In-N-Out Shooting Victim Describes Ambush

By R. Stickney and Danya Bacchus
|  Thursday, Aug 25, 2011  |  Updated 7:12 AM PDT
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The Shooting of SDPD Officer Jeremy Henwood

NBCSanDiego

From his hospital bed, Hana said God has given him a new life.

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Martin Hana doesn’t remember much about the moment he was shot in the face by a stranger outside an El Cajon In-N-Out restaurant.

“When I tried to leave, all I remember is I got shot,” Hana said from his hospital bed.

Three weeks after he suffered a bullet to the jaw, Hana has just been able to regain the ability to speak and wanted to thank the public for their prayers.

With an apparatus holding together his right jaw and tubes connecting him to life supporting machines the 23-year-old spoke from his bed at Sharp Memorial Hospital, trying his best to talk about the day he almost lost his life.

Hana stopped at the restaurant to order food around 5 p.m. He remembers getting into his car and rolling down the window.

Before he could start the engine, he says he says he was ambushed, shot in the face by a man he never saw coming.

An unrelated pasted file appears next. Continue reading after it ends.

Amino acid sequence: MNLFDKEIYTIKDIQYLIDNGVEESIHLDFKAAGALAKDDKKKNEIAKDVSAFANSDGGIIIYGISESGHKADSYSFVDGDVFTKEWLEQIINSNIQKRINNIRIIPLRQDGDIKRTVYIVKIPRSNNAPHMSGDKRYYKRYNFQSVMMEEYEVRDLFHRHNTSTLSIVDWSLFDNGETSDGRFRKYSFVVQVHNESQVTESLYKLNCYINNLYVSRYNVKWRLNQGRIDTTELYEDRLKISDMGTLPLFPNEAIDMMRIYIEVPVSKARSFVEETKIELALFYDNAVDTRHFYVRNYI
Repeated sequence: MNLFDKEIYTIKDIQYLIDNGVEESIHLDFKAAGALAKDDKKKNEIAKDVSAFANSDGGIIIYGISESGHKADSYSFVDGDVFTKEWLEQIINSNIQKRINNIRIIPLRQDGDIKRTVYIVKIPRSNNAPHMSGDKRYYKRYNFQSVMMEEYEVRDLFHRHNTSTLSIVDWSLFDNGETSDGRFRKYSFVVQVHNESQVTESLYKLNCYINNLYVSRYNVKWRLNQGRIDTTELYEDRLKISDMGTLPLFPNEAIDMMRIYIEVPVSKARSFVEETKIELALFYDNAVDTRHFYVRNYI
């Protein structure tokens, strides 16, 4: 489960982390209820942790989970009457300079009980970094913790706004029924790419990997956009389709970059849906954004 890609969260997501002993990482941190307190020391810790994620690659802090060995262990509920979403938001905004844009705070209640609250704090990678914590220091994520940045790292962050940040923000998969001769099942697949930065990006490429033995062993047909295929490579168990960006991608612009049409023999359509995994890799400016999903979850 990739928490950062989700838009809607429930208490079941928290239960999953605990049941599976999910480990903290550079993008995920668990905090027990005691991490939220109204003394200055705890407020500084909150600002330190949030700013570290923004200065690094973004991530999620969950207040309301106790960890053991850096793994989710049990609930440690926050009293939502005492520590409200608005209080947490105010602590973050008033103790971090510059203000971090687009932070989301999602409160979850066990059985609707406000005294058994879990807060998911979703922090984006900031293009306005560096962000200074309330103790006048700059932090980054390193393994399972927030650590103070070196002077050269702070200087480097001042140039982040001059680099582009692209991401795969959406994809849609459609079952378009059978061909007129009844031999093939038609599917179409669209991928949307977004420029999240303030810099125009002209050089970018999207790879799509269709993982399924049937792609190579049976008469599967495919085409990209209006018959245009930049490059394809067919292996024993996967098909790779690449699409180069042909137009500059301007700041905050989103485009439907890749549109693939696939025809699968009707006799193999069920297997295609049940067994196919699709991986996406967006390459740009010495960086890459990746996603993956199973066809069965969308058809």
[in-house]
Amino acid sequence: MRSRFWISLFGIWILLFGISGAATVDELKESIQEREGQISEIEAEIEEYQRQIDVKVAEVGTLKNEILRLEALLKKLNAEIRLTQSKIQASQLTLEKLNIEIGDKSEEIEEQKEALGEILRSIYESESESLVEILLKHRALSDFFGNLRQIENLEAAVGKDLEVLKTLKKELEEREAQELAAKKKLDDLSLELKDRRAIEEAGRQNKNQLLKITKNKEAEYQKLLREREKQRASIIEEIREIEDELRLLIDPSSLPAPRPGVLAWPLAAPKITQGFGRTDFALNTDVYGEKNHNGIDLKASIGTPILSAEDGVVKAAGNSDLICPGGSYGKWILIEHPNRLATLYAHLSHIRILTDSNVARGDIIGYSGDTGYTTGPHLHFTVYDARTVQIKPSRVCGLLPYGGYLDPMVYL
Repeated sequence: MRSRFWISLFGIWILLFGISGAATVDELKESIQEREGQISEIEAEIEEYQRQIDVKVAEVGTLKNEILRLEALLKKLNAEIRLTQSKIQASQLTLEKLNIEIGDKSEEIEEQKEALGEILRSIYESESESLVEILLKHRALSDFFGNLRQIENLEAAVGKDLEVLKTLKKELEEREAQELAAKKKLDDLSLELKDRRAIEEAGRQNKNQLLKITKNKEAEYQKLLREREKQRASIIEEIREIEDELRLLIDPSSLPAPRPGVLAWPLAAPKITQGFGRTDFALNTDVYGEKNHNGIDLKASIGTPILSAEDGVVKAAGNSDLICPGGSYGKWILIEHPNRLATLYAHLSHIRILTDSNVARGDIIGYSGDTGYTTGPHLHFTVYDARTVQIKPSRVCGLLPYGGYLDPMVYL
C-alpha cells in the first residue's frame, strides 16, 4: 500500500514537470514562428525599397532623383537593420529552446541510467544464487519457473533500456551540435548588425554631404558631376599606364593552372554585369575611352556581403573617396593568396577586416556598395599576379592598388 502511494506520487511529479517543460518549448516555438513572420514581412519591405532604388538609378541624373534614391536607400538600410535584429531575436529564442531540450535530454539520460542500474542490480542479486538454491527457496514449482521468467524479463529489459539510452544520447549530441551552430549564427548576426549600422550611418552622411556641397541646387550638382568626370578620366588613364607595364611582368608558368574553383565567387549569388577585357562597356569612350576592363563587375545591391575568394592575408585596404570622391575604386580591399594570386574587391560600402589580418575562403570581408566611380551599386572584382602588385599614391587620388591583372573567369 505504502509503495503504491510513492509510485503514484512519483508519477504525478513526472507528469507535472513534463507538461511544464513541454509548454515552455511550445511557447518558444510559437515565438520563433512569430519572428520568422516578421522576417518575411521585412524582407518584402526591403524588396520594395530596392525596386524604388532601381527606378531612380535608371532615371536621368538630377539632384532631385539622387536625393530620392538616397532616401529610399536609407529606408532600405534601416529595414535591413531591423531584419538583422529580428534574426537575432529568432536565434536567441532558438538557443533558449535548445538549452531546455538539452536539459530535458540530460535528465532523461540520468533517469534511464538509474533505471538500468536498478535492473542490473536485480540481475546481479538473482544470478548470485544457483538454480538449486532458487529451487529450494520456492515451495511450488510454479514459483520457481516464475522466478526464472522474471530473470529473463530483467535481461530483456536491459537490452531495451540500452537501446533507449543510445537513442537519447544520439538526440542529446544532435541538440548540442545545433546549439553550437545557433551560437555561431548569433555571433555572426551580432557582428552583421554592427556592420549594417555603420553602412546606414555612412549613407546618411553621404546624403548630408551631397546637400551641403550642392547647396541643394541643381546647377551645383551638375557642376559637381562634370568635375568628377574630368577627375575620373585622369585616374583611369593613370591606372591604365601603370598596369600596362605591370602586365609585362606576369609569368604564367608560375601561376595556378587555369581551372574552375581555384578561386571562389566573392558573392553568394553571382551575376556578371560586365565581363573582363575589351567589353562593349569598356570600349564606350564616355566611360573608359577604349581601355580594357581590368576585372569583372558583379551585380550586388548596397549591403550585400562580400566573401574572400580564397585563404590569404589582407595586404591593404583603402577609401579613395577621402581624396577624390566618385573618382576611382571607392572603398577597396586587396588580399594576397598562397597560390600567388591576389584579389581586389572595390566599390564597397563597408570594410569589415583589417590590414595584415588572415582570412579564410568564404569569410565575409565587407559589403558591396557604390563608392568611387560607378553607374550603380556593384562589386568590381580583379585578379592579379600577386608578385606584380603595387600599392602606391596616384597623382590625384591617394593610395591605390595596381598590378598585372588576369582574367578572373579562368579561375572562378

“He hit me right away. I don’t have any idea who this guy is,” Hana said.

“I didn’t see his face.”

Hana was the first victim in a crime spree Aug. 6 that ended in the shooting death of a San Diego police officer.

Officer Jeremy Henwood, a Marine reservist who served three tours in Iraq and Afghanistan, was shot and killed sitting in his patrol car in City Heights.

The shooter who attacked both Henwood and Hana was Dejon Marquee White. The 23-year old suspect died that same evening in a shootout with police.

Investigators have not identified a motive in either shooting.

Hana has had dozens of surgeries in the 20 days he’s been hospitalized yet, he says he has no anger towards the man responsible, only questions.

“I will forgive him and will ask God to forgive him too,” he said.

A member of San Diego's Chaldean-American community, Hana gives language training to U.S. troops headed for Iraq.

Hana is also a professional musician, who performs along with his father, in addition to his work as an interpreter for military language training classes.
 

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